Asbestos is a group of minerals of soft, flexible and heat proof fibers. It is used in hundreds of UK and US homes. Exposure to this material can lead to cancer and other horrible diseases such as asbestosis and mesothelioma. We are going to give you a breakdown of what asbestos is and everything you need to know about the material.

So let’s start from the very beginning…

What Is Asbestos?

Asbestos is a natural material which is composed of soft and flexible fibers that are resistant to heat, corrosion and electricity. These qualities make the materials highly toxic. It is a great insulator and can be used in materials such as cloth , paper, cement, plastic and others with the purpose of making them stronger. When the dust from asbestos is inhaled it can become permanently trapped in the body, this is where things go downhill.

Over years, asbestos can cause inflammation, scarring and damage in general. A rare and aggressive cancer called mesothelioma and is exclusively caused by asbestos exposure. It can cause other forms of cancer and lung disease too.

What Types of Asbestos Are There?

The Asbestos Hazard Emergency Response Act of 1986 legally recognised six types of asbestos that fall into two categories.


  • Crocidolite

  • Amosite

  • Anthophyllite

  • Termolite

  • Actinolite

Serpentine Asbestos

Serpentine asbestos fibers are curly. There is only one kind: Chrysotile, which is known as white asbestos.

Where Does Asbestos Come From?

Asbestos comes from all over the world, however, the main exports are Russia, Kazakhstan and China. Asbestos is usually found as veins within serpentine rock. Most commercial asbestos contains 5%/6% asbestos, some deposits such as the Coalinga deposit in California contain 50% or more asbestos.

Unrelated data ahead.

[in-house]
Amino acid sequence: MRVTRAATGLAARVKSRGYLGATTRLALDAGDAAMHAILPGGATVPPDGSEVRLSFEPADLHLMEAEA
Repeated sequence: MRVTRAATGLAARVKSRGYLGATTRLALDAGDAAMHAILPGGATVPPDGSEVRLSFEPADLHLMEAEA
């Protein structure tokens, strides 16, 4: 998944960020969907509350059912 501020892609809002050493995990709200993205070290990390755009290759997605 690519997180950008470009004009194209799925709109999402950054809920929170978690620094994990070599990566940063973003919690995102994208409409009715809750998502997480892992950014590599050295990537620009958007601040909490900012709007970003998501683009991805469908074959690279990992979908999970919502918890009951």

Diseases That Are Asbestos Related

Excess exposure to asbestos is linked to several diseases including cancers. As mentioned above mesothelioma is a type of cancer almost exclusively caused by asbestos exposure. The material causes asbestos related lung cancer and other cancers too.

A list of some of these illnesses include:

  • Asbestosis

  • Pleuritis

  • Pleural Effusions

  • Diffuse Pleural Thickening

  • Pleural Plaques

  • COPD

And unfortunately a lot more.

Asbestos Risks

No amount of asbestos is safe but the effects are usually worse when a person is exposed to an intense concentration over a regular basis or a long period of time. Asbestos accumulates in the body with every exposure and there is no known way to get rid of it.

Fibers can become easily inhaled when they become airborne. It is important to avoid disturbing products that may contain asbestos. People who live near naturally occurring asbestos deposits should avoid disturbing soil that may be contaminated.

You could even be exposed to it at work if you work in any of these industries:

  • Construction

  • Electricity Generation

  • Firefighting

  • Military Service

  • Mining

  • Ship Building

  • Heavy Industry

How To Identify Asbestos Products

Microscopic asbestos fibers cannot be seen, smelt or tasted. Unless it is clearly marked asbesto, the only way to detect asbestos is to send a sample in for testing or to hire a professional.

Tips For Safely Handling Asbestos

  • Seal off the work area with plastic sheets and turn off air conditioning

  • Wear a respirator with a high efficiency particulate air filter

  • Wear disposable coveralls and gloves

  • Clean all work surfaces

  • Dispose of any waste in clearly labeled bags.

Sarah Wirth is a marketing executive at A4 Asbestos. A4 Abestos offer Asbestos Removal in Bristol and the surrounding areas.